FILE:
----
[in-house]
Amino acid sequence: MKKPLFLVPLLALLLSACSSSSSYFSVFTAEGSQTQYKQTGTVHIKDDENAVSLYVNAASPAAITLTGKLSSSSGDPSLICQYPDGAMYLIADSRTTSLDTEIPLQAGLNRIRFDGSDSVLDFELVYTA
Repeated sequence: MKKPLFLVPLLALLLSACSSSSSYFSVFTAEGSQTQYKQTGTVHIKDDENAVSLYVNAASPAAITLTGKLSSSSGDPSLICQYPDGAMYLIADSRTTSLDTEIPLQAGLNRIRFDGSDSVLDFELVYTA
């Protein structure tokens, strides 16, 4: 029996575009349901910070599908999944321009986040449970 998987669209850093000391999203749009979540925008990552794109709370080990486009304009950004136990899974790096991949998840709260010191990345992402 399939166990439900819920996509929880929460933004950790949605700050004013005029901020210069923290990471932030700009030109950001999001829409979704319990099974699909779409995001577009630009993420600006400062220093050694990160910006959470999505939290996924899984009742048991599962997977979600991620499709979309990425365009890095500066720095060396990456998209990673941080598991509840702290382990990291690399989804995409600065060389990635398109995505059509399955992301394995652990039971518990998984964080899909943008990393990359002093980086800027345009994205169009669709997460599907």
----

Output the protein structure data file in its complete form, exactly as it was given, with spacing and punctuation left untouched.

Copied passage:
[in-house]
Amino acid sequence: MKKPLFLVPLLALLLSACSSSSSYFSVFTAEGSQTQYKQTGTVHIKDDENAVSLYVNAASPAAITLTGKLSSSSGDPSLICQYPDGAMYLIADSRTTSLDTEIPLQAGLNRIRFDGSDSVLDFELVYTA
Repeated sequence: MKKPLFLVPLLALLLSACSSSSSYFSVFTAEGSQTQYKQTGTVHIKDDENAVSLYVNAASPAAITLTGKLSSSSGDPSLICQYPDGAMYLIADSRTTSLDTEIPLQAGLNRIRFDGSDSVLDFELVYTA
């Protein structure tokens, strides 16, 4: 029996575009349901910070599908999944321009986040449970 998987669209850093000391999203749009979540925008990552794109709370080990486009304009950004136990899974790096991949998840709260010191990345992402 399939166990439900819920996509929880929460933004950790949605700050004013005029901020210069923290990471932030700009030109950001999001829409979704319990099974699909779409995001577009630009993420600006400062220093050694990160910006959470999505939290996924899984009742048991599962997977979600991620499709979309990425365009890095500066720095060396990456998209990673941080598991509840702290382990990291690399989804995409600065060389990635398109995505059509399955992301394995652990039971518990998984964080899909943008990393990359002093980086800027345009994205169009669709997460599907």